Home' Trinidad and Tobago Guardian : June 21st 2013 Contents A23
Friday, June 21, 2013 www.guardian.co.tt Guardian
The Couva/Tabaquite/Talparo Regional Corporation wishes to
inform burgesses of the Region that all requests for the clean-
ing of septics tanks and cesspits will be conducted at the
Accounts Department, Administrative Building, Railway Road,
Couva with effect from 01st July, 2013.
The Public Health Department located upstairs, V & S
Supermarket, Main Road, Couva will no longer be accepting
any request for such services.
Please be guided accordingly.
Ag. CHIEF EXECUTIVE OFFICER
In his great work Of Human
Bondage, W Somerset
Maugham tells of the king
who asks his philosophers to
explain the meaning of life. They
work for a decade to produce a
hundred 1,000-page volumes, but
the king tells them to shorten it.
Ten years later, they cut it to
ten volumes. He sends them
A decade later they have a sin-
gle 1,000-page book, but it s still
too long, so, ten years on, they
finally return with the meaning
of life reduced to a single line
comprehensible even for royalty
and Wall Street bankers: he was
born, he suffered, and he died.
Or, as the old blues song
affirms: Life is hard. And then
Life isn t designed for happi-
ness. Not with Haiti. Not with
Rwanda. Not with the Holocaust.
Not with Gaza. Not with the
PNM and the UNC. You look at
all of that and you know there
could not be a God.
Certainly not the God imagined
by religious folk, to whom you
can pray for a winning lotto tick-
et or good weather for the crick-
et.But there just might be a frag-
One who needs us more than
we need him.
One who would collapse and
vanish if we failed him, not the
other way around.
That kind of God can t do
much for us, apart from love us
and put what little hand he can.
Though the most powerful
multinational organisations on
Earth---its organised religions---are
founded on the lie, God does not
send us prophets or saviours.
Instead, the father, in his mercy
(and wisdom) sends a little
And we re better off with the
music than the messiah.
The gods, and their messen-
gers, have always let us down.
But music never fails us. From
the time we have, as a species,
tried to find a way forward
together, there have walked
amongst us a handful of people
we could count on to alleviate
To make it even good for a
And, in Trinidad, David Rudder
walks at their head.
For a full anthropological gen-
eration now, David Rudder has
brought us music to wash away
all our unlovely. With a tireless-
ness exhausting just to contem-
plate, he has returned to the fray
offering up better versions of
ourselves for us to celebrate.
And he s made us dance while
His musical celebration of his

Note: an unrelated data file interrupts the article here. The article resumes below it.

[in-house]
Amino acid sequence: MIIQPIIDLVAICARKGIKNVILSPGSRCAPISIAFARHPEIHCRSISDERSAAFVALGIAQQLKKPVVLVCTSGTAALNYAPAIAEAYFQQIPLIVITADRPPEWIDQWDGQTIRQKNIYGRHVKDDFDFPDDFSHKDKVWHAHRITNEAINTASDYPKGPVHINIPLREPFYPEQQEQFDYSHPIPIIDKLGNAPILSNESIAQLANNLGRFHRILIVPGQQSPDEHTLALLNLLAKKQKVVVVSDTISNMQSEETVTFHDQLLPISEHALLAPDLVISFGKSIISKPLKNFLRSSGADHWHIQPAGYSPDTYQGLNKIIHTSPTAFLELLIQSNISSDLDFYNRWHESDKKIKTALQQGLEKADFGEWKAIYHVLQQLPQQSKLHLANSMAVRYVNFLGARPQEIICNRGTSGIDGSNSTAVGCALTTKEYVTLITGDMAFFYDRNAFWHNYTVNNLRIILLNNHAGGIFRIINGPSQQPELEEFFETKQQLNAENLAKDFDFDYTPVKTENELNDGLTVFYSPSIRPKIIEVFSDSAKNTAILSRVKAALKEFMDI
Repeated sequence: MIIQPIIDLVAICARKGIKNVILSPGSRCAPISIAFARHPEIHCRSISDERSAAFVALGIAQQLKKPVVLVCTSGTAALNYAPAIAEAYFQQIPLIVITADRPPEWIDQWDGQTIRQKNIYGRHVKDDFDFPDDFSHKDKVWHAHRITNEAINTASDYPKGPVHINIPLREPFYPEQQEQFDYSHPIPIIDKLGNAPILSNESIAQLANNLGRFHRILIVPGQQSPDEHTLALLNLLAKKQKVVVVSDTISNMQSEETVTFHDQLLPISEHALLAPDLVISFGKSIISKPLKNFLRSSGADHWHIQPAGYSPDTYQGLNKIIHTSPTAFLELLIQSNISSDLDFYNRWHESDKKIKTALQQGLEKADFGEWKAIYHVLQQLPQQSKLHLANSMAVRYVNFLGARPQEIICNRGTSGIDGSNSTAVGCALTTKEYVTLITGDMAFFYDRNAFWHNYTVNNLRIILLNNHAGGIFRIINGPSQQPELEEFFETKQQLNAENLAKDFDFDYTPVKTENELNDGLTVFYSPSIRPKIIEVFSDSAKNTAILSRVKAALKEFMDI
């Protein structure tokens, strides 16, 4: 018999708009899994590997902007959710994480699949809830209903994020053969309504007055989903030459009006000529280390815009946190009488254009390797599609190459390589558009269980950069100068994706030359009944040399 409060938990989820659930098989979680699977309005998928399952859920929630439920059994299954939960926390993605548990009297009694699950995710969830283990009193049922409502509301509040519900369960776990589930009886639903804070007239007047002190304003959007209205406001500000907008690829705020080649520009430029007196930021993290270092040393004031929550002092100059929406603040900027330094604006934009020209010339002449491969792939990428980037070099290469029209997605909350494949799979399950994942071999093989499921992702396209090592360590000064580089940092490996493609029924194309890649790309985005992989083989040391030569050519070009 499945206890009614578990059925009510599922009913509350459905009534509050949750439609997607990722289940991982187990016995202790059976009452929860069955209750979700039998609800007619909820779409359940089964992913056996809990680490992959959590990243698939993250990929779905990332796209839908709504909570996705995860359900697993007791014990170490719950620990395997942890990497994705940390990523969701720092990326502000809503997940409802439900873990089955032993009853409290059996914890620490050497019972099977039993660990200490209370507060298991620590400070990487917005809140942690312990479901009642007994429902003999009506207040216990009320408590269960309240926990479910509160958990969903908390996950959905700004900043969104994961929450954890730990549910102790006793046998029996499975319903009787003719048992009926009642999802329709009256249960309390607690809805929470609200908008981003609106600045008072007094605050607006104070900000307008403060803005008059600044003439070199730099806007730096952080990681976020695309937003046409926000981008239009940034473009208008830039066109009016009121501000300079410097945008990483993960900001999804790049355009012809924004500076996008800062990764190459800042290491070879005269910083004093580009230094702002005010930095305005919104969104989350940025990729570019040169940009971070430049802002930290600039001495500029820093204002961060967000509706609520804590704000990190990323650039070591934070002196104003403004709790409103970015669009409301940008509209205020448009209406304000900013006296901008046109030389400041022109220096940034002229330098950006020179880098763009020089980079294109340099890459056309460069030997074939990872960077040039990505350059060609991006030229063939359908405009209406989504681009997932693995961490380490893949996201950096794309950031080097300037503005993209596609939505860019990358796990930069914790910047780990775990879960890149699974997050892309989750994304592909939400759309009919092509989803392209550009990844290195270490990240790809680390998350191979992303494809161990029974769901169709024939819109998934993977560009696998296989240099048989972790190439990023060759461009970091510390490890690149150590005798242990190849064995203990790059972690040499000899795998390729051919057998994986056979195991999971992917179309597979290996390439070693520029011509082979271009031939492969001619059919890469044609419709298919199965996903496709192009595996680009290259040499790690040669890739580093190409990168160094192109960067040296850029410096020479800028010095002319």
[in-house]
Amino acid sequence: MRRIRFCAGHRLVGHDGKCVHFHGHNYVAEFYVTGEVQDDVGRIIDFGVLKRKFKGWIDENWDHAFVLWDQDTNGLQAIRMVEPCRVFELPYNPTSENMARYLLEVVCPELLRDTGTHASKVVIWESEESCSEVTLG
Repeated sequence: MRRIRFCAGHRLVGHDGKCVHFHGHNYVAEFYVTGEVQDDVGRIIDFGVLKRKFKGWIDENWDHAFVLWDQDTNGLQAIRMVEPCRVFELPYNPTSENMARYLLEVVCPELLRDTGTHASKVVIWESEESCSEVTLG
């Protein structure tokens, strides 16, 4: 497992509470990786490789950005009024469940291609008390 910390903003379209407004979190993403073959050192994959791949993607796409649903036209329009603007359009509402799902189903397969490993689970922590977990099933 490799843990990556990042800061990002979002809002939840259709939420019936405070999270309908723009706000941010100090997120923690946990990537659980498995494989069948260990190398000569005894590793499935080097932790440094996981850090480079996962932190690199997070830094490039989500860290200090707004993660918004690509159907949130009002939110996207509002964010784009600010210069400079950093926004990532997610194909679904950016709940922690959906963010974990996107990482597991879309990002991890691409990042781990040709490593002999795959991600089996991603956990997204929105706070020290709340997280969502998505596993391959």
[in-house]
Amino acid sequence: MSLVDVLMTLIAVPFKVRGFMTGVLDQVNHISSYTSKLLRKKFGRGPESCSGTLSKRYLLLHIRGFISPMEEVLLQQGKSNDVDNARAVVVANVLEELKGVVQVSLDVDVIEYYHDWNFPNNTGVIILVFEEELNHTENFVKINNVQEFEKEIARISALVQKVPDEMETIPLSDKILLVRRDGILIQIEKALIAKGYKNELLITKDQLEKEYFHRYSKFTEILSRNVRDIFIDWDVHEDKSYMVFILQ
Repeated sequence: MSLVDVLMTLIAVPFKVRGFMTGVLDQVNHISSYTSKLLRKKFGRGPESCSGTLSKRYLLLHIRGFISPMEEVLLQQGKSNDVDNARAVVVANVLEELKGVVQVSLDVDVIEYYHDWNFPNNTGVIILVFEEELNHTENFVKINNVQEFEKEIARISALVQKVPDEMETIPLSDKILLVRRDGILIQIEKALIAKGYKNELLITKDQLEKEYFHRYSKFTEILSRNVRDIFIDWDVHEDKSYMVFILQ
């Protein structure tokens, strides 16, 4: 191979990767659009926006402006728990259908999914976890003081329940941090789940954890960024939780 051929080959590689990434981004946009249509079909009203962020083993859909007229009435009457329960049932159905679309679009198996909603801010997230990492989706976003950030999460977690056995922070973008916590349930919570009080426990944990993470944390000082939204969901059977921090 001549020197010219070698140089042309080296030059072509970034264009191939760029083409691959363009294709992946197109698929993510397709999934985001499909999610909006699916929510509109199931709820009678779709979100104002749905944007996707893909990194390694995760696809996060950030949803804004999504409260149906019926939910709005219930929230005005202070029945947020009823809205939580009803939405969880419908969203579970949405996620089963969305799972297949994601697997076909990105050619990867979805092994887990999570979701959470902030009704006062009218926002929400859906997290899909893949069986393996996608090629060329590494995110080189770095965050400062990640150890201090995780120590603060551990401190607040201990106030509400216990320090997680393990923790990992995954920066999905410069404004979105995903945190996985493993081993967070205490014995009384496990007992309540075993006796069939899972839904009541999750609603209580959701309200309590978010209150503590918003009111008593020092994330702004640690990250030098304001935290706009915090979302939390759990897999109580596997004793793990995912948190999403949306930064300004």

60th birthday, 6.0, at the Savan-
nah a week from tomorrow, will
be the musical event of the year,
no doubt, probably of the decade,
possibly of the century. The
faithful will be assembled en
masse and their high priest will
be magnificent; the hair on my
body stands on end, contemplat-
ing the prospect.
For this is what King David
brings us in his psalms: a handful
of magic moments we can keep,
forever, in our upraised palms; a
cradle of moments that can carry
us all together just a little longer.
And allow us to lift up our frail
little God to become the Most
I cannot hear the opening
notes of Calypso Music or Rally
without my heart soaring. From
the big hit songs like Bahia Girl
and Bacchanal Woman through
The Ganges and the Nile to the
unnoticed masterpieces like
Tuesday Night Lover, Department
of Percussive Energy and Once
Upon a Time/Exile, in a cata-
logue of songs written for---
meaning "on behalf of"---the
Caribbean, David Rudder has
recreated the lives and spirit of
everyone who s ever lived any-
where, and given his predica-
ment, and his privilege, some
thought Frank Sinatra and Aris-
totle could check David Rudder s
groove and nod their heads.
From the Catholic Church,
which preferred to protect sex
offenders than their victims, to
an American vice-president
dunce who couldn t spell potato,
David Rudder s songs cover the
world and constitute a veritable
armoury from which he can pull
out and put together the
weaponry to blow us away. And,
in concert---in church---these
songs bring us all the closest we
will ever get to the best parts of
ourselves. This music, is not
about rum, poom-poom, leggo or
wine down (though they all may
come into delightful play in a
This music is us. And God.
At a David Rudder gig, we
gather in the name of the thing
the Bible calls "the Word"---
because not even God could
express that untouchable thing
that we, as Trinidadians, as suf-
ferers of the W Somerset Maugh-
am school, as human beings, all
plug into when David sings his
songs for lonely souls and brings
ours together in joy.
I m not a believer. I see the
suffering in the world and know
that no God could exist who
could put a hand but refuses to
lift a finger. But when King David
returns to the Savannah, if I m
lucky enough to be there, when
those first keyboard notes of
Calypso Music (or Madness, or
Dus in Dey Face, or Panama or
High Mas) rise up, I will not
I will know.
That, even though life is hard
and then we die, before we give
finger; that, before we die, we
We declare to the universe that
we are here.
And we not going home until
And to hell with all who don t
know where we going, or how we
getting there. Give praises. Even
if the man who collecting them
forget to bring the bucket. Again.
Life is hard. And then you die.
But, in the Savannah for David
Rudder 6.0, you hold eternity in
your upraised hands.
And, for that little while,
everything is all yours.
It could carry you forever.
BC Pires is on a Bajan plan-
tation but is heading for the Big
Yard. E-mail your backstage pass-
es to him at firstname.lastname@example.org
THE FATHER IN HIS MERCY
THANK GOD IT'S FRIDAY
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